Before discussing the main story, Mr. Keh started out by explaining his decision to step out of his nonprofit positions into major corporations. According to him, the biggest reason behind his major career change was the limited scope he felt of what nonprofits could engage in and the greater possibilities of leveraging the corporations’ large-scale networks in order to have greater impact on society. He believes corporations’ products could be supplied by 100% use of renewable energy.

With regards to the key agendas to sustainability in supply chain operations, Mr. Keh called the audience attention to four areas of improvement: (1) product quality; (2) waste & packaging; (3) legal compliance; and (4) energy reduction. For example, he mentioned as electronic devices get more and more advanced, chances are higher that a product won’t reach a customer without one of its components being damaged during its shipment. “Out of good intentions, bad products can be shipped,” explains Mr. Keh. Since such a situation happens as frequently as one can imagine in the global supply chain, he emphasizes the importance of coordinated communication between suppliers. During his speech, he repeated the phrase, “miscommunication creates a chain reaction of supply paralysis” several times.

Another issue that arises in large-scale supply chain operations is heaps of waste and packaging. As the world’s largest retailer, Wal-Mart particularly recognizes this problem. In fact, Wal-Mart aims to eliminate all waste by reducing, reusing or recycling by the year 2025. The retail giant has also been working with its suppliers to devise sustainable packaging solutions in the meantime, according to Mr. Keh.

The aforementioned attempt especially leads to the fourth agenda that Mr. Keh brought up to make the supply chain more sustainable. By reducing waste and packaging, the cost of disposing of them naturally decreases, so does energy use. As part of the initiative to get consumers to buy greener products, Wal-Mart launched a large national advertisement campaign advocating environmentally friendly products in 2007. Also, in its 2011 Global Responsibility Report, Wal-Mart showcased its ambitious goal to replace the types of energy currently used for shipping products with renewable ones.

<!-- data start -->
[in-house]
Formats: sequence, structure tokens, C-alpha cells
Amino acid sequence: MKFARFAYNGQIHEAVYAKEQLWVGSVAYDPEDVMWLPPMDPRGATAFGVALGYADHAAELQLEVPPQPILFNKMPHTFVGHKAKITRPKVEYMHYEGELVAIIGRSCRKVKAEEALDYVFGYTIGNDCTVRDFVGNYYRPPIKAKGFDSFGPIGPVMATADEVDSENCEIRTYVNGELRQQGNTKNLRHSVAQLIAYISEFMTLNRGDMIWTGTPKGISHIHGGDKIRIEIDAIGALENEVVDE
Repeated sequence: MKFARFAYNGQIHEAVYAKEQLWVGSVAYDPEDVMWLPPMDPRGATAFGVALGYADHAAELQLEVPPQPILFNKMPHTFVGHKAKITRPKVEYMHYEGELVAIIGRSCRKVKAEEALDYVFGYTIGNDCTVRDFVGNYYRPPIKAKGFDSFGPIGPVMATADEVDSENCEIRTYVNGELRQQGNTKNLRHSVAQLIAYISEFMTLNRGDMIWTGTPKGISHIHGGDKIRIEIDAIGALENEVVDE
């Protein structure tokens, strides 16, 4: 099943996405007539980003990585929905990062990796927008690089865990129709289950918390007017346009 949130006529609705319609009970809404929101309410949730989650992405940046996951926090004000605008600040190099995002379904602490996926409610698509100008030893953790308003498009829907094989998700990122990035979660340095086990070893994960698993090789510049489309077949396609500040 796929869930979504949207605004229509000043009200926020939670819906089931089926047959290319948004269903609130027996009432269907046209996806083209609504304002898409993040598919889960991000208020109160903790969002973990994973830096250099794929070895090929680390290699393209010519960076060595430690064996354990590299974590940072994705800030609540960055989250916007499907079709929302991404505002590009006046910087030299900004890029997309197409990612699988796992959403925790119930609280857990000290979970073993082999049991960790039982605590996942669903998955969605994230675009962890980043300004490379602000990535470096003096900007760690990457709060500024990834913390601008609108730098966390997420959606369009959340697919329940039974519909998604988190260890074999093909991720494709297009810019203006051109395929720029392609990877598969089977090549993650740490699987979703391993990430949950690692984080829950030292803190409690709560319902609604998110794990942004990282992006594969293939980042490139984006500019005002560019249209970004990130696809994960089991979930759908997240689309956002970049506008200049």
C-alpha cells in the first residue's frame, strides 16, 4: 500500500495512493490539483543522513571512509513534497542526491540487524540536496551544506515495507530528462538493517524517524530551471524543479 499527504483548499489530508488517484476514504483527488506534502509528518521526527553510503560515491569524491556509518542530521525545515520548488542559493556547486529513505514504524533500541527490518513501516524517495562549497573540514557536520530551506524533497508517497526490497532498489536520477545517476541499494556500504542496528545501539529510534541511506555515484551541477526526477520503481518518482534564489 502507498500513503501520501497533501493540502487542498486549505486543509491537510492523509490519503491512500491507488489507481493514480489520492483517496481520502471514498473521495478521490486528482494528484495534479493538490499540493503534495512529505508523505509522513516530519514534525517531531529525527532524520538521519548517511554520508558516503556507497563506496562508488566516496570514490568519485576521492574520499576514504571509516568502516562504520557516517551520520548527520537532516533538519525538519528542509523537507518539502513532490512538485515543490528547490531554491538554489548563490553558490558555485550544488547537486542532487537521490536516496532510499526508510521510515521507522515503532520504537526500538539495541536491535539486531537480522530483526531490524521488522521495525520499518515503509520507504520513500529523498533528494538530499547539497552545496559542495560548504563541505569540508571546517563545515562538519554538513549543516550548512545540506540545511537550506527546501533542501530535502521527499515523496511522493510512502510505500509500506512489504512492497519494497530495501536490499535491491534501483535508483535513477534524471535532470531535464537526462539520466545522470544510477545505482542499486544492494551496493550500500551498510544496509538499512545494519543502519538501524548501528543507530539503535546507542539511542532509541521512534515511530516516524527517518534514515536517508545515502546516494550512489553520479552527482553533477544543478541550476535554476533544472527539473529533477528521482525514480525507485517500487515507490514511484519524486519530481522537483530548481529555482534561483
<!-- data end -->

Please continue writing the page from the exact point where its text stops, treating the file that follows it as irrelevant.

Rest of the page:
Mr. Keh reiterated the perpetual difficulties involved in supplying products to inland cities of developing countries, since infrastructure are usually not fully developed in those areas, and so it costs a lot of time and energy to carry products there. In addition to the hindrance to transportation, developing countries tend to have legal systems that are fundamentally different from those of developed countries, or the U.S. in the case of Wall-Mart. Therefore, legal compliance is an inevitable issue when managing supply chain on a global scale, warns Mr. Keh.

Finally, Mr. Keh called for a change in consumer behavior to make a real impact, by introducing a funny anecdote about Wal-Mart’s logo. When he started work at Wal-Mart, its logo that came up under the company’s name showed the phrase, “Always Low Prices. Always (highlighted).” Now, the logo reads, “Save money. Live better.” Mr. Keh says, “people often blame others, but they don’t often notice that their own actions would solve the very problem that they’re blaming for.”

On a personal note, however, Mr. Keh’s presentation particularly reminded me of an economic model called the “Environmental Kuznets Curve (EKC),” which I had came across doing research for one of my classes at Penn. Proposed by Simon Kuznets, a Russian economist who won the Nobel Prize in Economic Science and taught at the Wharton School before he passed away in 1985, the EKC hypothesizes that as the income level rises so does inequality in society, but beyond a certain point inequality actually decreases with greater income because people start to recognize the importance of social justice and invest their capital in improving inequality. Put inequality on the vertical axis and the income level on the horizontal axis, and the graph follows an inverted U-shaped curve, according to the theory.

After having been known for its rather ubiquitous big-box chain stores and huge revenues, which might as well match the quintessential image of the American culture, Wal-Mart finally came to recognize the importance of environmental conservation and sustainability. Later it started to invest in making its supply chain as sustainable as possible. Funny as it may sound, now it tries to improve its image and strongly urge consumers to choose what they consider good for our well-being and avoid what they consider detrimental to the environment.